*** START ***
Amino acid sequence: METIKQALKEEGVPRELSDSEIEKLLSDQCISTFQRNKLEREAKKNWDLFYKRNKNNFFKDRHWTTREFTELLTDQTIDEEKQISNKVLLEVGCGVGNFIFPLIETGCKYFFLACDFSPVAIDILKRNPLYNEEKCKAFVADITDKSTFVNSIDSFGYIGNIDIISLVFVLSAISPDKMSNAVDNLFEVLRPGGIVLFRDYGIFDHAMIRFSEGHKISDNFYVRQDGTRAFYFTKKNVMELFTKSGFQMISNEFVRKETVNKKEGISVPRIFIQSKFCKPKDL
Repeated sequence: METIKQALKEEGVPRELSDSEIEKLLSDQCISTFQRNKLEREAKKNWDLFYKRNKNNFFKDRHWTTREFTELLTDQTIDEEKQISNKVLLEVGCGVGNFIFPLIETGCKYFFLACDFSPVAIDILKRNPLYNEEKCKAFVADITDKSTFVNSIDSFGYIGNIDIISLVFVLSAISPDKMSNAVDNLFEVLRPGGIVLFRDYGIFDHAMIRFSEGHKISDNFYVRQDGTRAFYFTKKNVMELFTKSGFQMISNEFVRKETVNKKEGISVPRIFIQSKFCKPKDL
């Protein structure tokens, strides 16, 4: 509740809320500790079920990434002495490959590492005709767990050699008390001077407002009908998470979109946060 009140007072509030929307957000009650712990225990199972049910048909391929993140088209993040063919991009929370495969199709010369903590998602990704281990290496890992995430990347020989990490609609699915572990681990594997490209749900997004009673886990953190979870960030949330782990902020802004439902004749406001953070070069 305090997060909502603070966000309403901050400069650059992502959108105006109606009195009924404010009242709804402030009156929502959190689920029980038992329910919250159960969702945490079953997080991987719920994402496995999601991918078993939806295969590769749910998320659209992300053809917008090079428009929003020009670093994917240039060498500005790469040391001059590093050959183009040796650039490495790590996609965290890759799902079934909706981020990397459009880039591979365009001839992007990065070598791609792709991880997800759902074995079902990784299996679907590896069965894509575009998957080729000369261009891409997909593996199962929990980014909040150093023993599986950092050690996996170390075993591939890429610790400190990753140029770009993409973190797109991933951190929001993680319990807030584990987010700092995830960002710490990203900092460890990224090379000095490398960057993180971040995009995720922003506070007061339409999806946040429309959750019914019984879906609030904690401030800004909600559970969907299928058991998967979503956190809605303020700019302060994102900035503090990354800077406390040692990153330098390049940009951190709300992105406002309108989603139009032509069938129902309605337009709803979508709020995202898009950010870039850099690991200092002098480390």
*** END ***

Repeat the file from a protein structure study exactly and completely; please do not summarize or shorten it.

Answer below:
Amino acid sequence: METIKQALKEEGVPRELSDSEIEKLLSDQCISTFQRNKLEREAKKNWDLFYKRNKNNFFKDRHWTTREFTELLTDQTIDEEKQISNKVLLEVGCGVGNFIFPLIETGCKYFFLACDFSPVAIDILKRNPLYNEEKCKAFVADITDKSTFVNSIDSFGYIGNIDIISLVFVLSAISPDKMSNAVDNLFEVLRPGGIVLFRDYGIFDHAMIRFSEGHKISDNFYVRQDGTRAFYFTKKNVMELFTKSGFQMISNEFVRKETVNKKEGISVPRIFIQSKFCKPKDL
Repeated sequence: METIKQALKEEGVPRELSDSEIEKLLSDQCISTFQRNKLEREAKKNWDLFYKRNKNNFFKDRHWTTREFTELLTDQTIDEEKQISNKVLLEVGCGVGNFIFPLIETGCKYFFLACDFSPVAIDILKRNPLYNEEKCKAFVADITDKSTFVNSIDSFGYIGNIDIISLVFVLSAISPDKMSNAVDNLFEVLRPGGIVLFRDYGIFDHAMIRFSEGHKISDNFYVRQDGTRAFYFTKKNVMELFTKSGFQMISNEFVRKETVNKKEGISVPRIFIQSKFCKPKDL
């Protein structure tokens, strides 16, 4: 509740809320500790079920990434002495490959590492005709767990050699008390001077407002009908998470979109946060 009140007072509030929307957000009650712990225990199972049910048909391929993140088209993040063919991009929370495969199709010369903590998602990704281990290496890992995430990347020989990490609609699915572990681990594997490209749900997004009673886990953190979870960030949330782990902020802004439902004749406001953070070069 305090997060909502603070966000309403901050400069650059992502959108105006109606009195009924404010009242709804402030009156929502959190689920029980038992329910919250159960969702945490079953997080991987719920994402496995999601991918078993939806295969590769749910998320659209992300053809917008090079428009929003020009670093994917240039060498500005790469040391001059590093050959183009040796650039490495790590996609965290890759799902079934909706981020990397459009880039591979365009001839992007990065070598791609792709991880997800759902074995079902990784299996679907590896069965894509575009998957080729000369261009891409997909593996199962929990980014909040150093023993599986950092050690996996170390075993591939890429610790400190990753140029770009993409973190797109991933951190929001993680319990807030584990987010700092995830960002710490990203900092460890990224090379000095490398960057993180971040995009995720922003506070007061339409999806946040429309959750019914019984879906609030904690401030800004909600559970969907299928058991998967979503956190809605303020700019302060994102900035503090990354800077406390040692990153330098390049940009951190709300992105406002309108989603139009032509069938129902309605337009709803979508709020995202898009950010870039850099690991200092002098480390």